The Santorum camp is doing its best to push back on the impression that his presidential run is going down the tubes.
Santorum also is looking at Arizona and Michigan, states that vote at the end of February — if he makes it that far.
His inner circle of advisers is looking at the campaign checkbook. They say they can keep a lean campaign rolling in case Gingrich or Romney implode.
"This race is just starting. It's a three-man race," Santorum insists. "We're going to be in this race for the long term."
For now, at least, polls show Santorum dramatically trailing in Florida, the largest and most diverse state in the early nominating schedule. And he seems to be coming up short as he tries to win over voters with his everyman persona.
The WashPost has a similar pre-mortem story. (That's their photo above.)
But fret not, for as usual conservative beltway blogger Jennifer Rubin has a Santorum silver lining. Just think: Gingrich's performance at last night's debate was so lackluster, and goes so far to clinch a Romney win in Fla, that maybe, just maybe it'll all come down to a race between just Romney and Santorum. She writes:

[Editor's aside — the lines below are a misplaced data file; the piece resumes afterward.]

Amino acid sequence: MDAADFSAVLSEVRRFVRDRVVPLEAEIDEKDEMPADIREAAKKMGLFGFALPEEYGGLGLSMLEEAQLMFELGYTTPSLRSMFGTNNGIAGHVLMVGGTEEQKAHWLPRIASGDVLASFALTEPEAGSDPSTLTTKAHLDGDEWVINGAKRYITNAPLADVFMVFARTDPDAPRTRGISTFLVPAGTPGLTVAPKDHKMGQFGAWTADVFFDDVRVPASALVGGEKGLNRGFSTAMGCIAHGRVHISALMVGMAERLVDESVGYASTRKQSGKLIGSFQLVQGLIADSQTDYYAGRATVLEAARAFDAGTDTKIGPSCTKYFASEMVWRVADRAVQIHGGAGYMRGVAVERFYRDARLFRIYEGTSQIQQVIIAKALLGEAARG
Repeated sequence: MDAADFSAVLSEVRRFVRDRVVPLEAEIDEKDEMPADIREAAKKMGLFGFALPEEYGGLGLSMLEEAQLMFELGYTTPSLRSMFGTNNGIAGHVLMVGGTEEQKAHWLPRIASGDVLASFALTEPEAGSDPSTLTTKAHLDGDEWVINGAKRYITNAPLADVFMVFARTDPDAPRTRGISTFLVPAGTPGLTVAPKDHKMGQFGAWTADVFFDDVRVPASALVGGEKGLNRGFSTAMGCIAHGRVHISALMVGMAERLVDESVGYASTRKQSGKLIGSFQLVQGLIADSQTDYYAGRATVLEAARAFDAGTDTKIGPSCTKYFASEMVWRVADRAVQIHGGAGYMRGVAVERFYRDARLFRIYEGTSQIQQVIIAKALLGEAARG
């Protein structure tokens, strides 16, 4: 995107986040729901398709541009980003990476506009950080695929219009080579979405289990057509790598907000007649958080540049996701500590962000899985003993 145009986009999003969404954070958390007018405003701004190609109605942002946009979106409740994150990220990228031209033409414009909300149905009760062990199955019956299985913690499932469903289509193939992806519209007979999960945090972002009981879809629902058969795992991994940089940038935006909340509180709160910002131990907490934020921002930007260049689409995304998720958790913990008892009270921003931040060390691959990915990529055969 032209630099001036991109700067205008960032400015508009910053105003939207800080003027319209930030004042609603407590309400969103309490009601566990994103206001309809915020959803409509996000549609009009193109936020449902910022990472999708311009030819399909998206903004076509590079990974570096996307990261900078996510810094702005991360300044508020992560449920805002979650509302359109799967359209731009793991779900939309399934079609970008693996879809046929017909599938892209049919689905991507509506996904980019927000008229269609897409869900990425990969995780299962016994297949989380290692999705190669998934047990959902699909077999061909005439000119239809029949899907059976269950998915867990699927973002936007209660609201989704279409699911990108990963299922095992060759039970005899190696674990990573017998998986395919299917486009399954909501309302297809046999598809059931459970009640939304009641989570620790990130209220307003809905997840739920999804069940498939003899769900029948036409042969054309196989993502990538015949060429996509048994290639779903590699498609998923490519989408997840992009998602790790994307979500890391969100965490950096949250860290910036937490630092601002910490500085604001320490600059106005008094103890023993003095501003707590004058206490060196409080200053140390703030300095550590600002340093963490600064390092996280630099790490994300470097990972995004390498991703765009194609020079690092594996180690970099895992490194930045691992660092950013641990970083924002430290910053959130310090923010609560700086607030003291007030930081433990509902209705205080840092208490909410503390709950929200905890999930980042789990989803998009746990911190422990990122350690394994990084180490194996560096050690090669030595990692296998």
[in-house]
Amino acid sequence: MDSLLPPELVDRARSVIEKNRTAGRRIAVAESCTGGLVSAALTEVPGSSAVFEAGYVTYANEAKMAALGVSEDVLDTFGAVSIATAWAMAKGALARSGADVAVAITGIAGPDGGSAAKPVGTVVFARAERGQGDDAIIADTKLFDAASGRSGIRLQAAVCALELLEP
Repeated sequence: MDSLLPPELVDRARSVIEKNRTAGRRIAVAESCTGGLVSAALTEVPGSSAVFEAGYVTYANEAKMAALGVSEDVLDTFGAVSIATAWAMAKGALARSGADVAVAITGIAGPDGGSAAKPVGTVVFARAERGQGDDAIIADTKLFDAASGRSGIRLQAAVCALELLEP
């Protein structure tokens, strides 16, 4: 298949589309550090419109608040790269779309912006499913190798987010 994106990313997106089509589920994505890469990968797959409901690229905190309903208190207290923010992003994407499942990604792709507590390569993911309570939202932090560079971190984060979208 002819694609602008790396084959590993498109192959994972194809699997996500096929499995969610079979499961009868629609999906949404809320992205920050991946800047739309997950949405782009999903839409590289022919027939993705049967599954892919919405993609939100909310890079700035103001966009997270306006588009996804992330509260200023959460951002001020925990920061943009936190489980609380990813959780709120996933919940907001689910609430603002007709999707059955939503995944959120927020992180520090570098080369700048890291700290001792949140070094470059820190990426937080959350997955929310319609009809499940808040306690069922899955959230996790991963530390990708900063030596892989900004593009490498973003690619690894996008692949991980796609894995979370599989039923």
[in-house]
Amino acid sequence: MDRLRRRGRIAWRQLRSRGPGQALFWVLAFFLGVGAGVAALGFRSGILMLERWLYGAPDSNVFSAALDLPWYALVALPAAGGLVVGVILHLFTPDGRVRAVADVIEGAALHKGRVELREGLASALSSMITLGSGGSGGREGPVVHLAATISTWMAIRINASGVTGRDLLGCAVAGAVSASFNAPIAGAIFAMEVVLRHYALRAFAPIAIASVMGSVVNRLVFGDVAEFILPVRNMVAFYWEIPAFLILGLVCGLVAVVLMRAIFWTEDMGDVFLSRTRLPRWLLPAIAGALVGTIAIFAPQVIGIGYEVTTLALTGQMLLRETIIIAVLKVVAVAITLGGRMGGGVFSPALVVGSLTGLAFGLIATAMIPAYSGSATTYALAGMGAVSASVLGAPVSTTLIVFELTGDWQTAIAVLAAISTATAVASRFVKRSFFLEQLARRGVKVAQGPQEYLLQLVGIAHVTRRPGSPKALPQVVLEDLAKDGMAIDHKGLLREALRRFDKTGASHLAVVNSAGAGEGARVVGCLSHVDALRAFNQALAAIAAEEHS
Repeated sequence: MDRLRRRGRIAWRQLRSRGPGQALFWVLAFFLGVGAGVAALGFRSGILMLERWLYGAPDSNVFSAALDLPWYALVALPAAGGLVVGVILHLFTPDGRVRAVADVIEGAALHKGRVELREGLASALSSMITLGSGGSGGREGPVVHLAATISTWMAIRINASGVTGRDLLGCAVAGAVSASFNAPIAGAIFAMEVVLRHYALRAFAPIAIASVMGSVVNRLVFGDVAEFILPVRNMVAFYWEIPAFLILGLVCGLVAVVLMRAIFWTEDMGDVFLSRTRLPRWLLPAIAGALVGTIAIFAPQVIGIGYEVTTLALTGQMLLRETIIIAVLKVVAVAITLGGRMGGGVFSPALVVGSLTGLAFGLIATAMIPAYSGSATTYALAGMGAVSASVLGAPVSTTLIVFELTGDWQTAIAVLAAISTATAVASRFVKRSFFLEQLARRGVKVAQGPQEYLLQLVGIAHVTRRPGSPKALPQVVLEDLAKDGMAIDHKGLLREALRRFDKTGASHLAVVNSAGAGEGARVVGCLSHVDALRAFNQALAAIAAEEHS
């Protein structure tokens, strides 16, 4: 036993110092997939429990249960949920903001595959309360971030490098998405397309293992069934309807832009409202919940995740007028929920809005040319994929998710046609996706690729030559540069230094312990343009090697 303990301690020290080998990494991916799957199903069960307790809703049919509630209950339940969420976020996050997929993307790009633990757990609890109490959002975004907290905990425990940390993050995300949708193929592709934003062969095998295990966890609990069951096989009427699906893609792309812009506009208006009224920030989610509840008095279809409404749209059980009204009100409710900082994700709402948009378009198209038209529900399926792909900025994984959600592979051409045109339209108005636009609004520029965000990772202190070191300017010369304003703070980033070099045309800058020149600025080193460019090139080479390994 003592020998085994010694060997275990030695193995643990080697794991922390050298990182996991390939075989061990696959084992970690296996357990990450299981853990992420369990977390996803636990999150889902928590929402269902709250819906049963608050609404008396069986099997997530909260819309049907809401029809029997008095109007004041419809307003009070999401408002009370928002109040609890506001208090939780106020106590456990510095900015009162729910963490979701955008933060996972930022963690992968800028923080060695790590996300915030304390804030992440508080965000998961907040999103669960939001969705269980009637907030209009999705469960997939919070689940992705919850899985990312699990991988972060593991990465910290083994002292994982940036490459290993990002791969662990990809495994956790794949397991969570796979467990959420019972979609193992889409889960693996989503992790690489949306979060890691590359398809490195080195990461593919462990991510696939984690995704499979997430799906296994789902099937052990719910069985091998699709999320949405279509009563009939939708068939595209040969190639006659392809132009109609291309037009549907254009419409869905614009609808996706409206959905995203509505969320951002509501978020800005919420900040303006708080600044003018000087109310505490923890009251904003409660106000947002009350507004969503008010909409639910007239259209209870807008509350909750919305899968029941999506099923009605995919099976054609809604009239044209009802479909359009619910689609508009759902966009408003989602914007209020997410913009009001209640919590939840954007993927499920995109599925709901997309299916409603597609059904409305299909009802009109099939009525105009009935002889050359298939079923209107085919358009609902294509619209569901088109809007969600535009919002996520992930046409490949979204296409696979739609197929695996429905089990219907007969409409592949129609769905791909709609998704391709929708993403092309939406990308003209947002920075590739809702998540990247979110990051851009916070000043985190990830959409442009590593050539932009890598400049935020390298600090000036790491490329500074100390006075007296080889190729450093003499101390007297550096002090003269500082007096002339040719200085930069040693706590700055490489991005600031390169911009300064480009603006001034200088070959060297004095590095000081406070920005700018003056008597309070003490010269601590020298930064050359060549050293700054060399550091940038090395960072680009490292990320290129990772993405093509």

There was some question as to whether Santorum would be able to build on his success in Iowa. He now has set himself up to do that and to show the right that conservatism is more than attitude. As a smart and articulate proponent of conservatism with an interesting twist on traditional free-market economics, he’ll be a welcomed alternative to the Newtonian politics of outrage, anger and self-delusion.
Then this funding scooplet from the WSJ -- billionaire financial backer Foster Friess of Wyoming still plans to pay for TV ads for Santorum, just not in Florida. And he'll be back in the embrace of Pennsylvania come Monday, when he holds a fundraiser and meets reporters in West Chester.